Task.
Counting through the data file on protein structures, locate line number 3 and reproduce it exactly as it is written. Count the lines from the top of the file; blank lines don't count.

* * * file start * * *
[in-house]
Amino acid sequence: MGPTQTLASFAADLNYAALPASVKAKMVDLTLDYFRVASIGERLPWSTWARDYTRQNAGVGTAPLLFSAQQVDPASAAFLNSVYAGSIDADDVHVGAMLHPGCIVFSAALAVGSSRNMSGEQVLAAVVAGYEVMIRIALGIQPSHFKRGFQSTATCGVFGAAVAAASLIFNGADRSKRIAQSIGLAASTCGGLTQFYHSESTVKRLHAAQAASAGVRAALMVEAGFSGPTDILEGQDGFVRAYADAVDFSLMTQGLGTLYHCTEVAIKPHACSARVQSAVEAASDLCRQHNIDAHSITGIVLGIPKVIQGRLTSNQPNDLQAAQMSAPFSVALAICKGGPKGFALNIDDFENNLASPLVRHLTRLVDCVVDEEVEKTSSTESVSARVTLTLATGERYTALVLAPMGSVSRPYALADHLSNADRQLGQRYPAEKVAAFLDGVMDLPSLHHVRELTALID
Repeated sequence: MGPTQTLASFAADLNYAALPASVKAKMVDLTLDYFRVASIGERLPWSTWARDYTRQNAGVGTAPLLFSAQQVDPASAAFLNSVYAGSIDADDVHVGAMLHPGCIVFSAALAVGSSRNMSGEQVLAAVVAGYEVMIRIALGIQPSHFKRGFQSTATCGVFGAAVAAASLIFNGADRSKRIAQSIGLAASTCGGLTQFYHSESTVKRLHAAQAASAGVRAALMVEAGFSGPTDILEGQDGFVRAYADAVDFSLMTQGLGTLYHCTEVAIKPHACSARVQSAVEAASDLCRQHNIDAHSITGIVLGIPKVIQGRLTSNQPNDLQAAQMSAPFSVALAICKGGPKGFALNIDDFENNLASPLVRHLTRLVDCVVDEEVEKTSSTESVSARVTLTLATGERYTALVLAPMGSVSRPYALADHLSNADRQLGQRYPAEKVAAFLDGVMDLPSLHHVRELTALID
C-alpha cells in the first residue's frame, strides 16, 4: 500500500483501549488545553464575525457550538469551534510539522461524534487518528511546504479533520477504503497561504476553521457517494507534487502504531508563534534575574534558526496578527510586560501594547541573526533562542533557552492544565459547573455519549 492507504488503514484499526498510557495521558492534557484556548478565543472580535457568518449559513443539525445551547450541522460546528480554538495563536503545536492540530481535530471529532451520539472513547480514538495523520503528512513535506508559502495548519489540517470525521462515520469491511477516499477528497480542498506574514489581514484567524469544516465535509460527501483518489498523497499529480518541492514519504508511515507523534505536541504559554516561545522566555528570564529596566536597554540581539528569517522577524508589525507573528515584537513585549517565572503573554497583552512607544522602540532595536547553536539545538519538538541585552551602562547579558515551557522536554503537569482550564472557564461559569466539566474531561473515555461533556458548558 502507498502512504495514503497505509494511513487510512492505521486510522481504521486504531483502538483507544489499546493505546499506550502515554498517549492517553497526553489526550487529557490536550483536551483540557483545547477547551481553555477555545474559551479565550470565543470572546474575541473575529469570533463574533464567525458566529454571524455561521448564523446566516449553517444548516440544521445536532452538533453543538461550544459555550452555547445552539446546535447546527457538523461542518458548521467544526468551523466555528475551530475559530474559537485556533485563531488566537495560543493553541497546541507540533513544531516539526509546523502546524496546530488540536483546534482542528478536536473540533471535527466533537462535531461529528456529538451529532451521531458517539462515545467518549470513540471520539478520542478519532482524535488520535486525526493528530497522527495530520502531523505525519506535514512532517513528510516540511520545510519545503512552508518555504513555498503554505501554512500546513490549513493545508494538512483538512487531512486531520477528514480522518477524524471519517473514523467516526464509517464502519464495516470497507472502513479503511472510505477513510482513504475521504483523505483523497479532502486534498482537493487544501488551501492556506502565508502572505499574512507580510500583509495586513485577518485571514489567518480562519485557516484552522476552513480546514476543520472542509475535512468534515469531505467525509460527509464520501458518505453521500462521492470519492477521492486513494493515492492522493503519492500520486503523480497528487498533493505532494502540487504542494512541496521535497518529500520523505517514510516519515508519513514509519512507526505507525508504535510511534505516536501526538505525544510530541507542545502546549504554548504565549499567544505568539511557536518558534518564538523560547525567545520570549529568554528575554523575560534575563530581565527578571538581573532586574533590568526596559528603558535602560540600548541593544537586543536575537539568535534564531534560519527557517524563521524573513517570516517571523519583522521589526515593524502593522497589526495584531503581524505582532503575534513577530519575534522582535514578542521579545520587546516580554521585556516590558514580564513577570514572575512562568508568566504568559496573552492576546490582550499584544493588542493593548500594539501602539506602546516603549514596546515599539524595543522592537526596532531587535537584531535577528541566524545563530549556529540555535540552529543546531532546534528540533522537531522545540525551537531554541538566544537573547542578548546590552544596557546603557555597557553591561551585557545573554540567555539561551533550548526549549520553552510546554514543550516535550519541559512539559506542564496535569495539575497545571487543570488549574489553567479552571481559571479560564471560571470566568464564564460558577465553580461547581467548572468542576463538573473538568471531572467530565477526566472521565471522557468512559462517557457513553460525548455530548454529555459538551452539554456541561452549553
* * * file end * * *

Repeated sequence: MGPTQTLASFAADLNYAALPASVKAKMVDLTLDYFRVASIGERLPWSTWARDYTRQNAGVGTAPLLFSAQQVDPASAAFLNSVYAGSIDADDVHVGAMLHPGCIVFSAALAVGSSRNMSGEQVLAAVVAGYEVMIRIALGIQPSHFKRGFQSTATCGVFGAAVAAASLIFNGADRSKRIAQSIGLAASTCGGLTQFYHSESTVKRLHAAQAASAGVRAALMVEAGFSGPTDILEGQDGFVRAYADAVDFSLMTQGLGTLYHCTEVAIKPHACSARVQSAVEAASDLCRQHNIDAHSITGIVLGIPKVIQGRLTSNQPNDLQAAQMSAPFSVALAICKGGPKGFALNIDDFENNLASPLVRHLTRLVDCVVDEEVEKTSSTESVSARVTLTLATGERYTALVLAPMGSVSRPYALADHLSNADRQLGQRYPAEKVAAFLDGVMDLPSLHHVRELTALID